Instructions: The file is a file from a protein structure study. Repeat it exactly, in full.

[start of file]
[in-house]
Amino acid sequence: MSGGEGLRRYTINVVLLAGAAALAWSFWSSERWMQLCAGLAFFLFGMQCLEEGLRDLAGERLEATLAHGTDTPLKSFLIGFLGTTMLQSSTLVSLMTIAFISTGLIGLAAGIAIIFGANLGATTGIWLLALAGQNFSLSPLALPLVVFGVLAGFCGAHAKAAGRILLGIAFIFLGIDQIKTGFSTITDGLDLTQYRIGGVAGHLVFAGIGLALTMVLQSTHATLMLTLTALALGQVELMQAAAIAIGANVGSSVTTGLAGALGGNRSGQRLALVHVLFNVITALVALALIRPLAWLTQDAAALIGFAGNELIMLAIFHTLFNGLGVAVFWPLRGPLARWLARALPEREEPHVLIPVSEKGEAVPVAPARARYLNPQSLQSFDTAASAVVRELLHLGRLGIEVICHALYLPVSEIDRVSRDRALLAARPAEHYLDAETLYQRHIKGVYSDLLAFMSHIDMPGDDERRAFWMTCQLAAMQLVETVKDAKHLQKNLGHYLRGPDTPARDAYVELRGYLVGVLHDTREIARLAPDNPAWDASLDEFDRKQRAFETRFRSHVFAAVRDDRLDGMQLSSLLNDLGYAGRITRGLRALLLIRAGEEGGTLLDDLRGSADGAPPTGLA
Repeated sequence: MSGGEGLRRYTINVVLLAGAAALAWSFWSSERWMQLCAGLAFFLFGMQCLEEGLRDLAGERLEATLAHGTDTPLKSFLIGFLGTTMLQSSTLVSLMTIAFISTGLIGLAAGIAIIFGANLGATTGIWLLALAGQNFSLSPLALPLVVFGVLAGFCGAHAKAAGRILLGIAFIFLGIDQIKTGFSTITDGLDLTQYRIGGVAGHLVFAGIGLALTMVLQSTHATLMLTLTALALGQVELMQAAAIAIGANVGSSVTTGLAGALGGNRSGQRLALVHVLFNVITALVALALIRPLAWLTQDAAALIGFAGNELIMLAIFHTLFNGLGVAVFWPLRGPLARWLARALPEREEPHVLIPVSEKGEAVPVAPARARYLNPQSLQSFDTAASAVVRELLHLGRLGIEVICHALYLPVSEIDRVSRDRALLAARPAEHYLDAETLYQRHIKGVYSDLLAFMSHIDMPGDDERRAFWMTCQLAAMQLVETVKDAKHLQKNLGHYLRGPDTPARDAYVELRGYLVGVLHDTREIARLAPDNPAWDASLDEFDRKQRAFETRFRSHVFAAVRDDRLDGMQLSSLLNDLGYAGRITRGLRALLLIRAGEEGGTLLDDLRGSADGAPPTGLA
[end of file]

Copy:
[in-house]
Amino acid sequence: MSGGEGLRRYTINVVLLAGAAALAWSFWSSERWMQLCAGLAFFLFGMQCLEEGLRDLAGERLEATLAHGTDTPLKSFLIGFLGTTMLQSSTLVSLMTIAFISTGLIGLAAGIAIIFGANLGATTGIWLLALAGQNFSLSPLALPLVVFGVLAGFCGAHAKAAGRILLGIAFIFLGIDQIKTGFSTITDGLDLTQYRIGGVAGHLVFAGIGLALTMVLQSTHATLMLTLTALALGQVELMQAAAIAIGANVGSSVTTGLAGALGGNRSGQRLALVHVLFNVITALVALALIRPLAWLTQDAAALIGFAGNELIMLAIFHTLFNGLGVAVFWPLRGPLARWLARALPEREEPHVLIPVSEKGEAVPVAPARARYLNPQSLQSFDTAASAVVRELLHLGRLGIEVICHALYLPVSEIDRVSRDRALLAARPAEHYLDAETLYQRHIKGVYSDLLAFMSHIDMPGDDERRAFWMTCQLAAMQLVETVKDAKHLQKNLGHYLRGPDTPARDAYVELRGYLVGVLHDTREIARLAPDNPAWDASLDEFDRKQRAFETRFRSHVFAAVRDDRLDGMQLSSLLNDLGYAGRITRGLRALLLIRAGEEGGTLLDDLRGSADGAPPTGLA
Repeated sequence: MSGGEGLRRYTINVVLLAGAAALAWSFWSSERWMQLCAGLAFFLFGMQCLEEGLRDLAGERLEATLAHGTDTPLKSFLIGFLGTTMLQSSTLVSLMTIAFISTGLIGLAAGIAIIFGANLGATTGIWLLALAGQNFSLSPLALPLVVFGVLAGFCGAHAKAAGRILLGIAFIFLGIDQIKTGFSTITDGLDLTQYRIGGVAGHLVFAGIGLALTMVLQSTHATLMLTLTALALGQVELMQAAAIAIGANVGSSVTTGLAGALGGNRSGQRLALVHVLFNVITALVALALIRPLAWLTQDAAALIGFAGNELIMLAIFHTLFNGLGVAVFWPLRGPLARWLARALPEREEPHVLIPVSEKGEAVPVAPARARYLNPQSLQSFDTAASAVVRELLHLGRLGIEVICHALYLPVSEIDRVSRDRALLAARPAEHYLDAETLYQRHIKGVYSDLLAFMSHIDMPGDDERRAFWMTCQLAAMQLVETVKDAKHLQKNLGHYLRGPDTPARDAYVELRGYLVGVLHDTREIARLAPDNPAWDASLDEFDRKQRAFETRFRSHVFAAVRDDRLDGMQLSSLLNDLGYAGRITRGLRALLLIRAGEEGGTLLDDLRGSADGAPPTGLA